Hedeby and the Danevirke

Transboundary European World Heritage -
a Topic for UNESCO Associated Schools

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Hedeby and the Danevirke

Hedeby and the Danevirke are outstanding testimonies of the Viking Age (8th-11th century AD). The trading post of Hedeby and the ramparts of the Danevirke secured the borderland between Scandinavia and mainland Europe at the narrowest point between the Baltic Sea and the North Sea, the land neck of Schleswig. This special location enabled intensive trade and exchange between the regions.

Hedeby was connected to the Danevirke, which served as a border fortification and was extended again and again by Danish kings over centuries. Hedeby flourished in this border region and developed into the central trade and transport hub in northern Europe. Hedeby is now a prime example of an early urban trading centre for us. The exceptionally well-preserved archaeological material serves science as a source for many important findings from the Viking Age.

"Hedeby and the Danevirke"

Project Videos

Trade

Name of students: Setayesh Salehi, Gemeinschaftsschule Ossenmoorpark, Norderstedt/Louisa Marie Kjeldsen Orye, EUC Syd, Sønderborg

The Vikings developed a prosperous trade hub at Hedeby's shore. With up to 2000 inhabitants, Hedeby was the largest settlement in the entire region during the Viking Age and signals the beginning of urbanisation in Northern Europe. Many of the inhabitants of Haithabu helped to unload and reload vessels from distant countries, as well as ox carts transporting goods that had arrived from the North Sea via the nearby river Treene by land. They traded goods and sold own crafted products. The defensive structures at Danevirke offered protection from external threats.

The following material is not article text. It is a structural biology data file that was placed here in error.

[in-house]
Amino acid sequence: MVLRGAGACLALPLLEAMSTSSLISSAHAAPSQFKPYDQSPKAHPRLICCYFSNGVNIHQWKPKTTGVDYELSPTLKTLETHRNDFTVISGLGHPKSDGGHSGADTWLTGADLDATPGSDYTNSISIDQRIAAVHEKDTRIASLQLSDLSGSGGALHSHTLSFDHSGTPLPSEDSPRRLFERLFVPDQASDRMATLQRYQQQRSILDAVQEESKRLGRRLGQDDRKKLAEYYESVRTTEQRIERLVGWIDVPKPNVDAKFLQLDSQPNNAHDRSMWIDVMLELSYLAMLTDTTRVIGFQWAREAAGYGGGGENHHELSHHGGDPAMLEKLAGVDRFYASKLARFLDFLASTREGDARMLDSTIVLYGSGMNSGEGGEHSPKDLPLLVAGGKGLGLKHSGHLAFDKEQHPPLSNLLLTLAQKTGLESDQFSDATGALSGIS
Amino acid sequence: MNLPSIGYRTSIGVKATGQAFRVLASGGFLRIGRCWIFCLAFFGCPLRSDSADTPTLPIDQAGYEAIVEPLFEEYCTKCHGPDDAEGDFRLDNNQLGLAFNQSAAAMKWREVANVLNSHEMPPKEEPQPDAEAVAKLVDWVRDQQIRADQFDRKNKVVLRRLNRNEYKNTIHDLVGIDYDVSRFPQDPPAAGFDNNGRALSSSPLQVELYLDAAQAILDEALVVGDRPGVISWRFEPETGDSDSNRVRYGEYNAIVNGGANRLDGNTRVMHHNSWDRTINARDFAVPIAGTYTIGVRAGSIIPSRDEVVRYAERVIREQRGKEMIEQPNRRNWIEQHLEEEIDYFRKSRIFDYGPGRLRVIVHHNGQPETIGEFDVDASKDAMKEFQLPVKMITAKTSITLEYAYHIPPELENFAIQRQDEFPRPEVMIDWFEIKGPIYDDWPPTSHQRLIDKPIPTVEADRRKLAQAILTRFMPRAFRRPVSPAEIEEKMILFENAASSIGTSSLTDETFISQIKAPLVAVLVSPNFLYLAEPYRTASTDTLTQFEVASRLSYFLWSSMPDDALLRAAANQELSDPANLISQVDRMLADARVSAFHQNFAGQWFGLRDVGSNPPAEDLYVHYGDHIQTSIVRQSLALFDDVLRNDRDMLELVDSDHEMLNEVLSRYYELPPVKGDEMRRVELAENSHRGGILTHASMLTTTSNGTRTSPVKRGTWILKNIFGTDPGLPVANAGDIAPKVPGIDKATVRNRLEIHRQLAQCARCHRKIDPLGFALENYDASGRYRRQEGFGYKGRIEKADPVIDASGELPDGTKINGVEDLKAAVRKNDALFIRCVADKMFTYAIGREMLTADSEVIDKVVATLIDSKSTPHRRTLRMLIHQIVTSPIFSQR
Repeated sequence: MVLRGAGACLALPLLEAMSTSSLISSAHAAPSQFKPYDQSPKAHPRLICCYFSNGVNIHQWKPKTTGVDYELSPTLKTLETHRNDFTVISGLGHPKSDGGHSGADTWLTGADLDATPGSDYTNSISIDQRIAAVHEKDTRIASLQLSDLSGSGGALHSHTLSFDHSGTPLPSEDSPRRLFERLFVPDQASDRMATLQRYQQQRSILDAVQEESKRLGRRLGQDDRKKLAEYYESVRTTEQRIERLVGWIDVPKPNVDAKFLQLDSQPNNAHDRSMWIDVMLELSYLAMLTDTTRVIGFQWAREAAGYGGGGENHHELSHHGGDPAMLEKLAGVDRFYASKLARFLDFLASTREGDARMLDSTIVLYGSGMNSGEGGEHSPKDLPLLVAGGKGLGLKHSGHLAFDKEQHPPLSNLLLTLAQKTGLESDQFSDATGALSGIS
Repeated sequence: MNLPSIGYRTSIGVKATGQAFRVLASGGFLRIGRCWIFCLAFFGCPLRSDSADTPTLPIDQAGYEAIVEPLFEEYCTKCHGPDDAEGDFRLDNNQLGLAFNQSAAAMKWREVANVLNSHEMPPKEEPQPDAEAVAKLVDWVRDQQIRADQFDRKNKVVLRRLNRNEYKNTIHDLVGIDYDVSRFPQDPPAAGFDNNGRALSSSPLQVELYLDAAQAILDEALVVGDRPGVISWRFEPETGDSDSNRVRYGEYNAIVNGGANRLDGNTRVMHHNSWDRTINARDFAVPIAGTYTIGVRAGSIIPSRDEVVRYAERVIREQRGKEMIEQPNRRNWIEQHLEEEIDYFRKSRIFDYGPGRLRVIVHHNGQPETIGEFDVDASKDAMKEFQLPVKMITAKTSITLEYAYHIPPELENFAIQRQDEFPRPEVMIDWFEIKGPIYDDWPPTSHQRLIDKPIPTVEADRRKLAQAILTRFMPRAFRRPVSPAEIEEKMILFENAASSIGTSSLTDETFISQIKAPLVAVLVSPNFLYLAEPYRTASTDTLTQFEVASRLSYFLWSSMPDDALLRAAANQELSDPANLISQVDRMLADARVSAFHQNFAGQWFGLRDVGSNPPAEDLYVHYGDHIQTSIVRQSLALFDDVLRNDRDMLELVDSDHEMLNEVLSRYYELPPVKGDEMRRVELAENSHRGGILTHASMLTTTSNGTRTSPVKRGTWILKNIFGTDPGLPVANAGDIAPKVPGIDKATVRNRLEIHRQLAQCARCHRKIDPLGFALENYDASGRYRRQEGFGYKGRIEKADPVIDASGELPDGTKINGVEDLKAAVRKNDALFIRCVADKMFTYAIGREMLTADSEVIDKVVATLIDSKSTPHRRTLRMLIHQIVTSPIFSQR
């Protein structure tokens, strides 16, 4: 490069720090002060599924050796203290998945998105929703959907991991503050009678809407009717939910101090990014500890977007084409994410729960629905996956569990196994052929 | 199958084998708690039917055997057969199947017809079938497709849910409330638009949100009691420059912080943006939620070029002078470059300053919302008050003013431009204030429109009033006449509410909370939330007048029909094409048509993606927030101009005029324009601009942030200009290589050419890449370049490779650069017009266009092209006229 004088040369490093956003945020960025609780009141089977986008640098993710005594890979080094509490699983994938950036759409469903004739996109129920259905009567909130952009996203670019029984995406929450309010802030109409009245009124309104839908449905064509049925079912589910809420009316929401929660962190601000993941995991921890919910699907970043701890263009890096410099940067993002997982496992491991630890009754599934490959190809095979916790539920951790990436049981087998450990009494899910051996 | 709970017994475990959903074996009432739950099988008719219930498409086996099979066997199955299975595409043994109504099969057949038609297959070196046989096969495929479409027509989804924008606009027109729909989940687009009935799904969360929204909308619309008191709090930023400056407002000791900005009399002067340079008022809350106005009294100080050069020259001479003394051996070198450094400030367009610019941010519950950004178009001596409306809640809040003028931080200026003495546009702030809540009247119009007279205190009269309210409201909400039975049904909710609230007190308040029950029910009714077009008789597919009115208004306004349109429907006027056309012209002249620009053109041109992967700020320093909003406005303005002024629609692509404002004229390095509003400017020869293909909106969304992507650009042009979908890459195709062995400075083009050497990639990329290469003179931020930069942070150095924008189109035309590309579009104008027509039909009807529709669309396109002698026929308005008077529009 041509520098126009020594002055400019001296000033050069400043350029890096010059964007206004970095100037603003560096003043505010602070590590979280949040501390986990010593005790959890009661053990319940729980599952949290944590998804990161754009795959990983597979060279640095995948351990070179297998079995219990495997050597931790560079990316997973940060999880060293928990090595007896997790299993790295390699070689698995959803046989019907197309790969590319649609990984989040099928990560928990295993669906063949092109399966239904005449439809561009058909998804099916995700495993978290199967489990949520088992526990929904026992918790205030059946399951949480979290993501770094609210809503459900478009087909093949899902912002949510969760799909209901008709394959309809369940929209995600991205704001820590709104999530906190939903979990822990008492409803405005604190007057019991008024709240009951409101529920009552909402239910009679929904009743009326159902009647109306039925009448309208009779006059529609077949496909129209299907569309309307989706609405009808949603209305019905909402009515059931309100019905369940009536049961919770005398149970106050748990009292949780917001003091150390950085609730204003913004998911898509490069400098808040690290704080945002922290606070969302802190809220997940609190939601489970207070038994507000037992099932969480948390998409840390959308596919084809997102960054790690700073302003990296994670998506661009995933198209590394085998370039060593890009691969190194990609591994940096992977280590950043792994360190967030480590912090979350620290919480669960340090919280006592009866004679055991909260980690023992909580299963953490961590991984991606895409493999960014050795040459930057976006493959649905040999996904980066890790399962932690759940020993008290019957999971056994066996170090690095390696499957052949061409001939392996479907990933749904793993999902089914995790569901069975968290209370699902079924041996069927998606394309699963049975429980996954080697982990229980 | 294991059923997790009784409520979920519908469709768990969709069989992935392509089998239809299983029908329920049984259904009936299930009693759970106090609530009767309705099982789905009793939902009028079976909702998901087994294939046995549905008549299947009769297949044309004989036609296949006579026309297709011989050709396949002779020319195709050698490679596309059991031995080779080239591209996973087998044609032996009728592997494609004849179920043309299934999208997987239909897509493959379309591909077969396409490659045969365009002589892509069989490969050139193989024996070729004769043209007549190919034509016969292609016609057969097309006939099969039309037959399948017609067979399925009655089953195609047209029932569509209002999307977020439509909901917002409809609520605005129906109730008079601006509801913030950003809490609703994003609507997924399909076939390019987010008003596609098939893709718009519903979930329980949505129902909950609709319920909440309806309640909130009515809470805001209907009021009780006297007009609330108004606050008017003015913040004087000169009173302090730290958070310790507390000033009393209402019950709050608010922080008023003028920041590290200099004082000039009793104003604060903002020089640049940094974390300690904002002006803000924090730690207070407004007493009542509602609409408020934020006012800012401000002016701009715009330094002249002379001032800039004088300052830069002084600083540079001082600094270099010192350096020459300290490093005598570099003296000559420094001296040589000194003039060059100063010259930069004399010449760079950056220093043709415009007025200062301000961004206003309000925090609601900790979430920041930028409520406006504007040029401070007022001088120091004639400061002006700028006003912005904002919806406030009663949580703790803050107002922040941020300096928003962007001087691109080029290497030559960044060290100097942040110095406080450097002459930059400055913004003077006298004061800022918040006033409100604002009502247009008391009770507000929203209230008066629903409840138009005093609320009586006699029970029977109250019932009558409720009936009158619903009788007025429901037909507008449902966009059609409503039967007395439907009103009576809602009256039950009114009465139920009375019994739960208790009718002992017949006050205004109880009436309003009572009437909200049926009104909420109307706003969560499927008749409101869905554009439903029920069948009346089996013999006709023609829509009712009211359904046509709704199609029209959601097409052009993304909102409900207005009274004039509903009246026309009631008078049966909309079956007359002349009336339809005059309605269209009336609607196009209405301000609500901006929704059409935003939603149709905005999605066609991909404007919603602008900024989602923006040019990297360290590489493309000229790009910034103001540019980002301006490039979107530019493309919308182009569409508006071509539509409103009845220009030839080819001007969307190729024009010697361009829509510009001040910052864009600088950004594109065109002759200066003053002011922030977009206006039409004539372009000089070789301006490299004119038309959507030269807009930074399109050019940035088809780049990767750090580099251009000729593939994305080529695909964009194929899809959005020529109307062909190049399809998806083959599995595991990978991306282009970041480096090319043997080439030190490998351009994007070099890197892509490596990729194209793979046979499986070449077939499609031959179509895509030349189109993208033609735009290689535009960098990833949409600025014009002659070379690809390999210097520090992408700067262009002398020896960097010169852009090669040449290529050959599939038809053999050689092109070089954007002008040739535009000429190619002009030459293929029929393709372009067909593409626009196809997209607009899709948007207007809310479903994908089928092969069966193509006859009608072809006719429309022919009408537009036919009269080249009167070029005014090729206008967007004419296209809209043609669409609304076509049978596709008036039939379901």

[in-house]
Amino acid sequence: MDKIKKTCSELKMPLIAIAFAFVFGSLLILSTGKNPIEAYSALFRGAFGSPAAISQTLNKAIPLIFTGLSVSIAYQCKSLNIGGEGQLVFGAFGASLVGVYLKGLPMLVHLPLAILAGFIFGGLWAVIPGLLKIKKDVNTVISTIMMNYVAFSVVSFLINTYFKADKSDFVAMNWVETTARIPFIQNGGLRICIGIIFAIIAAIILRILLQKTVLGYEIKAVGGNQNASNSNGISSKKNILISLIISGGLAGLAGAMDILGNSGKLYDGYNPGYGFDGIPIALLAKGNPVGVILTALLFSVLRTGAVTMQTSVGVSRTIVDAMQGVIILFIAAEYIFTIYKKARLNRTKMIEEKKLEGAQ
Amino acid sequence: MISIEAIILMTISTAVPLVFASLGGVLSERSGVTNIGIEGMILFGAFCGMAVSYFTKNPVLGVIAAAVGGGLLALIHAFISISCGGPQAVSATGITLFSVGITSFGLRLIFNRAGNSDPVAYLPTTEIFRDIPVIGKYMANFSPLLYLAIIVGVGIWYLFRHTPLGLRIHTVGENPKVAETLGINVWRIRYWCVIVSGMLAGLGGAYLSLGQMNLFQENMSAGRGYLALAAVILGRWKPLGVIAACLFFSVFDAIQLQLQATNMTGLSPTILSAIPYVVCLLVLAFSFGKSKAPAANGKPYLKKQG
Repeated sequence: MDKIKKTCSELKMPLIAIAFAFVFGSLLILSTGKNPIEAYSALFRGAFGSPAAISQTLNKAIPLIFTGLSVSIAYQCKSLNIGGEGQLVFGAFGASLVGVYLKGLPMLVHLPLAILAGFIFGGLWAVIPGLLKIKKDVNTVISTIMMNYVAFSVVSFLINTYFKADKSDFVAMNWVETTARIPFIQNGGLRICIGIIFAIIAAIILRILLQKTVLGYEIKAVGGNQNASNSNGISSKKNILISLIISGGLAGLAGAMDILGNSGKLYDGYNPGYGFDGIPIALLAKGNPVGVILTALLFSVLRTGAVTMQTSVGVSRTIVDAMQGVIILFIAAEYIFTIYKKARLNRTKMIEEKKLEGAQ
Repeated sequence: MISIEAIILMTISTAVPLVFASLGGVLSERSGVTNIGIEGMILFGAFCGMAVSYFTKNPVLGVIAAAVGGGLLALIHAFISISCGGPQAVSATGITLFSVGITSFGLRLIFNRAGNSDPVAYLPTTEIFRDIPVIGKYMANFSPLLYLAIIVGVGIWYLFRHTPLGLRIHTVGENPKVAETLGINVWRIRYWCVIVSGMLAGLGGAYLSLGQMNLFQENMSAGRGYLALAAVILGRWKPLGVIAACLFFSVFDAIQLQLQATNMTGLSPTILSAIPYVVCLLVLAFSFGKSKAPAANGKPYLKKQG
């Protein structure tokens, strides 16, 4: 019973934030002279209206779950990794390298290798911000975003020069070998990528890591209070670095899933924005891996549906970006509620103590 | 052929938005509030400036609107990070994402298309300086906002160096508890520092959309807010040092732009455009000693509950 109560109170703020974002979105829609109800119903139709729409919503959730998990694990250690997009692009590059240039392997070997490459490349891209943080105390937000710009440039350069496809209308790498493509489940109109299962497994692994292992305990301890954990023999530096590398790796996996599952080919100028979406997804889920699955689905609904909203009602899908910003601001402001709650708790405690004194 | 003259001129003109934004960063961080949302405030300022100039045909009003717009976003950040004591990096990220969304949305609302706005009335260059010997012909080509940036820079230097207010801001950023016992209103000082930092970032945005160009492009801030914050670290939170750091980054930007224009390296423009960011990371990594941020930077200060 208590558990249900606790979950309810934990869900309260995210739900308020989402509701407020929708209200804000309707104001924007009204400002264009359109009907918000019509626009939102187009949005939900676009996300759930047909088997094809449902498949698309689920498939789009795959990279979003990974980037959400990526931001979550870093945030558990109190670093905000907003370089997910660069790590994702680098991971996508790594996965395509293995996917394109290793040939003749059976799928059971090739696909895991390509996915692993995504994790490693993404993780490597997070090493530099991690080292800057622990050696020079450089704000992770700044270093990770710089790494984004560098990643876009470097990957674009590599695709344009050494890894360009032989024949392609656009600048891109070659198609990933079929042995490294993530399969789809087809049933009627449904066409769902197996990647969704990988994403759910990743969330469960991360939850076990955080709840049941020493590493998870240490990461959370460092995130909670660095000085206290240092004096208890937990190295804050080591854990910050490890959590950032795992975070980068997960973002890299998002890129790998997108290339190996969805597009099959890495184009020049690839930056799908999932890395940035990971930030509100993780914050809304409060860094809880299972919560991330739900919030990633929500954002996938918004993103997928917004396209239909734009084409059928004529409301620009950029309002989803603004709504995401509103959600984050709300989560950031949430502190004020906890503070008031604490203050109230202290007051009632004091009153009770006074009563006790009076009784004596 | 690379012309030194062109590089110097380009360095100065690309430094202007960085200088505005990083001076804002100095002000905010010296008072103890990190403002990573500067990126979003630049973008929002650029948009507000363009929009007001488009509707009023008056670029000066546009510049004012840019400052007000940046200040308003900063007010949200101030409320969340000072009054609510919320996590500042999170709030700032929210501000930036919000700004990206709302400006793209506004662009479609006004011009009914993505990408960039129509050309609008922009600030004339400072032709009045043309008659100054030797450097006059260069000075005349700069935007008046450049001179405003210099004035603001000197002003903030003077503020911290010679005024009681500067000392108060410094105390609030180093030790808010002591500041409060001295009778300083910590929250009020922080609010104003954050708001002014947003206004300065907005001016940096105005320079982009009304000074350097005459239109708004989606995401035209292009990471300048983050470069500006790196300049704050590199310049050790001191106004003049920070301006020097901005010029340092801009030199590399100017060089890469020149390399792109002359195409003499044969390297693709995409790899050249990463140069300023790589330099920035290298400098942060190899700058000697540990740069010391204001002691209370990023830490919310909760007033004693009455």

Archaeology

Name of students: Lotta Schlüter/ Laurits Radzio, EUC Syd, Sønderborg

Main idea: Hedeby's treasures mainly lie in the untouched site between the shore and the half-wall which is part of the Danevirke. Only 5% have been excavated, but there are enough well preserved wooden constructions, treasures and everyday utensils, such as pottery, metal tools, combs, weapons, pearls and jewellery, to fill the museum at Hedeby and to allow a vivid reconstruction of the life of the vikings at Hedeby, making it one of the most prolific archaeological sites from the Viking Age. The excellent preservation of many of the artefacts is due to the special composition of the soil with a high salt content. Also, the wall at Danevirke has been only partly excavated showing several layers of earthen ramparts dating back to the 7th century.

Borders

Name of students: Chanida Yochai, Gemeinschaftsschule Ossenmoorpark, Norderstedt/ Clara Nielsen, EUC Syd, Sønderborg

Main idea: The Danevirke blocks around 30 km between North Sea and the river Treene and the Baltic Sea with the fjord Schlei. At several times, this narrow passage has helped the people in the north protect their territory against threats from the South and at the same time united trading people by this landmark and offered some protection to the important Ox Road, the trackway connecting the Jutland peninsula and continental Europe.

Information Desk

Here one will find further content related information in the form of links, downloads, picture galleries and videos. These materials are freely available for use within lesson.*

* Any use, re-use or alteration of the documents and media available here, for any other purposes, is prohibited and it requires the permission of the respective copyright owner.

  • Photo Gallery
  • Technology
  • Archaeology
  • History
  • Pückler
  • Overcoming boarders
  • Trade
  • Vikings
  • People
  • Environment
  • Sustainability
  • Environment & Sustainability
  • World Heritage
  • Video
Videos & Pictures